Cute Frog of the Week: January 16, 2012
What clothing designer wouldn’t want the fashion sense of these flashy frogs? But be careful! Their beautiful color patterns are a warning signal to predators that says: “Hey! You’ll regret eating me!!!” Okay, maybe not exactly that…but they are one of the world’s most poisonous amphibian species.
Green poison dart frogs have distinct green and blackish-brownish coloration all over their bodies, though the greenish color can vary from bright green to golden to even blue. Their patterns also vary, from stripes to marbled lines to dots.
The frogs are native to Central America, but visitors to Oahu, Hawaii may also see them because these little frogs were introduced to the island in order to control the bug population. Researchers believe that the types of insects that these frogs eat have a direct effect on how poisonous they are. In fact, native hunters used the poison from these frogs on the tips of their arrows and darts.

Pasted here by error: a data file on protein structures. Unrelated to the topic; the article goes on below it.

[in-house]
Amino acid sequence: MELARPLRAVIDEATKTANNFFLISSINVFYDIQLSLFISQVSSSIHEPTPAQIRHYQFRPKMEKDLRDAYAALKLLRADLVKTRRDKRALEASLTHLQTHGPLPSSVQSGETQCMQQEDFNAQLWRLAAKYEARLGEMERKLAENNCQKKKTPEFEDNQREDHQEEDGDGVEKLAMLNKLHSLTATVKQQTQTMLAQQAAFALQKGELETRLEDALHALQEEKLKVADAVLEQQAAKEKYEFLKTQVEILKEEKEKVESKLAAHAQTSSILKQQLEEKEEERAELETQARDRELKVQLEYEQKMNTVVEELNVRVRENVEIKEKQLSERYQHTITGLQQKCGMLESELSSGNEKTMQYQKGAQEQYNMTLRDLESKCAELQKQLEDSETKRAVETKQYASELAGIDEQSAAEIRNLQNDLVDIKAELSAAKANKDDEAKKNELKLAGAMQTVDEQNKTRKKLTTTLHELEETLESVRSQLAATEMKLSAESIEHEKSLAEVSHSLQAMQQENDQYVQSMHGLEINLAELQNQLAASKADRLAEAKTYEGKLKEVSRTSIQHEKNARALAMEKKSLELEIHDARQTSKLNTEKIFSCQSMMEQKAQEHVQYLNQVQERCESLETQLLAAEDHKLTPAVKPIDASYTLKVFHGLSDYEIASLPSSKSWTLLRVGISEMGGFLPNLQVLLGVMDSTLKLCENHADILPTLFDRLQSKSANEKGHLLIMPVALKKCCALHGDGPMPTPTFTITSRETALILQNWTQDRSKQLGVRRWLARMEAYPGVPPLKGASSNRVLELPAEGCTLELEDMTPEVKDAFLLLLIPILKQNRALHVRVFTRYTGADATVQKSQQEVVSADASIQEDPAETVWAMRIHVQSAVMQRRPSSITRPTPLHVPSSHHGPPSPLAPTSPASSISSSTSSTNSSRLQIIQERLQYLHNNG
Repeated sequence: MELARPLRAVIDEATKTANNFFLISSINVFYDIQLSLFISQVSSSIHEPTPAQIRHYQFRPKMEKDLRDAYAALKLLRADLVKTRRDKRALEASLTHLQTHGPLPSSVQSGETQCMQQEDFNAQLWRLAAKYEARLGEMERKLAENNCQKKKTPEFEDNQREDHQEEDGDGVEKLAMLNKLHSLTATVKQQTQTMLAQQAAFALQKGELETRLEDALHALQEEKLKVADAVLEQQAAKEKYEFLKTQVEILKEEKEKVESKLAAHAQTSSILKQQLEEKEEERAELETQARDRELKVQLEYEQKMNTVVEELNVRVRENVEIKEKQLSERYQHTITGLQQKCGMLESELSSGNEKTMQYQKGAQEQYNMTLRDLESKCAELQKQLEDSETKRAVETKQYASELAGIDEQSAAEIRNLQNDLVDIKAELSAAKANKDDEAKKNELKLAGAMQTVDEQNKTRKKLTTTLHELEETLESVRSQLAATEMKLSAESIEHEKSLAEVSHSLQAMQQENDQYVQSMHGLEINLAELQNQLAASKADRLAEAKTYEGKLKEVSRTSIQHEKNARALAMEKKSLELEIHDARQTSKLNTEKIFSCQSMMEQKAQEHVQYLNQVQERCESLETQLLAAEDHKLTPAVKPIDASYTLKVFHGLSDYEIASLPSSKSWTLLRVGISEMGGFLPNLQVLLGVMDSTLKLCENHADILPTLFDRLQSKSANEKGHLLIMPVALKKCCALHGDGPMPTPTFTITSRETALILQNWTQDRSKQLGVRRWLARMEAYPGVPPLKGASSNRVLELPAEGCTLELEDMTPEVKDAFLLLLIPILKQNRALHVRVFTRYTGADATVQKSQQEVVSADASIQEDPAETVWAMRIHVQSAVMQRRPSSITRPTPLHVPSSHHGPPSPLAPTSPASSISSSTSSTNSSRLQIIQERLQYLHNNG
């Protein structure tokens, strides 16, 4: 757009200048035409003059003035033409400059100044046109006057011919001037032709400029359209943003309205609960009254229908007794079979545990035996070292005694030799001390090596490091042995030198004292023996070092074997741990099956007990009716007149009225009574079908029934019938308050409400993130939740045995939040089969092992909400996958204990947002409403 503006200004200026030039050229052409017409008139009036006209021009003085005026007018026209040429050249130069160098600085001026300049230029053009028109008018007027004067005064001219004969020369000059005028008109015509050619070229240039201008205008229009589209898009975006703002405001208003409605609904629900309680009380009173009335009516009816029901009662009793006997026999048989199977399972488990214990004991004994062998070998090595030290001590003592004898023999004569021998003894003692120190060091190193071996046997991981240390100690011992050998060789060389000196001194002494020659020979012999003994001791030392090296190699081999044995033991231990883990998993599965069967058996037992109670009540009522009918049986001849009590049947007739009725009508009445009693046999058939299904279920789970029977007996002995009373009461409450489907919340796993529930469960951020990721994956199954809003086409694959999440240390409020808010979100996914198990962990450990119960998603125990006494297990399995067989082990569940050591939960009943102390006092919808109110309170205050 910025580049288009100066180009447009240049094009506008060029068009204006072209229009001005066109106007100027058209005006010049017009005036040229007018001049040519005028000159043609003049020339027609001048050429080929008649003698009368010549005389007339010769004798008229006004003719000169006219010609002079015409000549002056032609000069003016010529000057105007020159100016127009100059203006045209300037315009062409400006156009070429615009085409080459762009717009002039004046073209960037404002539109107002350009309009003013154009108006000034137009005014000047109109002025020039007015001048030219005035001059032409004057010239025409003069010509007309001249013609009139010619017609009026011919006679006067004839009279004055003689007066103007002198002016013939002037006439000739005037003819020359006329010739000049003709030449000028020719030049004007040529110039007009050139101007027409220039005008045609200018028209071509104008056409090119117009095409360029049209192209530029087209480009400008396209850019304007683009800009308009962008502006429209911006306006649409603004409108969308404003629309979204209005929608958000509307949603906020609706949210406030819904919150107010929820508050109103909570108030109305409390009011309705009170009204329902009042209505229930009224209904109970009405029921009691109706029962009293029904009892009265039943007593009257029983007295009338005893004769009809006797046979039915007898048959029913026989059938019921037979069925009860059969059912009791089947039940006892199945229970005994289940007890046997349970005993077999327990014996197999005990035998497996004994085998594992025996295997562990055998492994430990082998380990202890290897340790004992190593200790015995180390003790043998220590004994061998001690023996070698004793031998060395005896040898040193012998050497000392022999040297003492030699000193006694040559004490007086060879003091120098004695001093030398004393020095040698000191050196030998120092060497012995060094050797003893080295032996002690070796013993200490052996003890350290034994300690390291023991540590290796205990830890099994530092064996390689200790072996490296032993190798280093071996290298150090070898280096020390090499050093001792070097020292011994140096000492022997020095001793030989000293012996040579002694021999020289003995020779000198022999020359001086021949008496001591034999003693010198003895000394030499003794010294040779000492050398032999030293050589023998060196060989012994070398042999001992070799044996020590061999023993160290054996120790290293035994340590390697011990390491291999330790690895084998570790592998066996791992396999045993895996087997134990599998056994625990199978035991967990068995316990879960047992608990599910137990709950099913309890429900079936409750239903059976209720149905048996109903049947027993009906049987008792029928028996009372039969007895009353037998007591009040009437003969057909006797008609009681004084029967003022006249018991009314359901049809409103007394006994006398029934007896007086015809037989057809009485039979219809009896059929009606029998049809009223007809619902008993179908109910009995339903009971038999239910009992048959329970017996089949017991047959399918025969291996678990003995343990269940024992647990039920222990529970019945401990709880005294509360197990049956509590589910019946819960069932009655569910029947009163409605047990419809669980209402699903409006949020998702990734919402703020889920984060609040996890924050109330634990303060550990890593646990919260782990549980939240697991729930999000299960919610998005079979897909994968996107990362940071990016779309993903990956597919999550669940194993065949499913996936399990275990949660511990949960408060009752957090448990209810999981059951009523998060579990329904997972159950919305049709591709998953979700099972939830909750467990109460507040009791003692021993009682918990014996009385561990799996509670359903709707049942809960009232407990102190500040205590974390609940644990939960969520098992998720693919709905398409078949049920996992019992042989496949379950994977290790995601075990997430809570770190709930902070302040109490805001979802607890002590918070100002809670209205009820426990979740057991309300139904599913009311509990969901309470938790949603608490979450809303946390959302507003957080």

Despite the fact that males are territorial and females physically fight each other for the right to mate, they are very good parents. A male’s mating call sounds like an insect buzzing, and after attracting a female, she will lay eggs on a nest of moist leaf litter arranged by the male. He will then watch over them there, cleaning and rotating them as necessary. Once the eggs hatch, the males will carry their tadpoles on their backs to a nearby pond or stream and release them. They will then be on their own and have to fend for themselves. A male may mate with multiple females and will still take care of all its offspring.
Green poison dart frogs are not currently considered threatened and they are a popular pet species for experienced enthusiasts.
Photo by Brian Gratwicke, Smithsonian Conservation Biology Institute.
Every week the Panama Amphibian Rescue and Conservation Project posts a new photo of a cute frog from anywhere in the world with an interesting, fun and unique story to tell. Be sure to check back every Monday for the latest addition.
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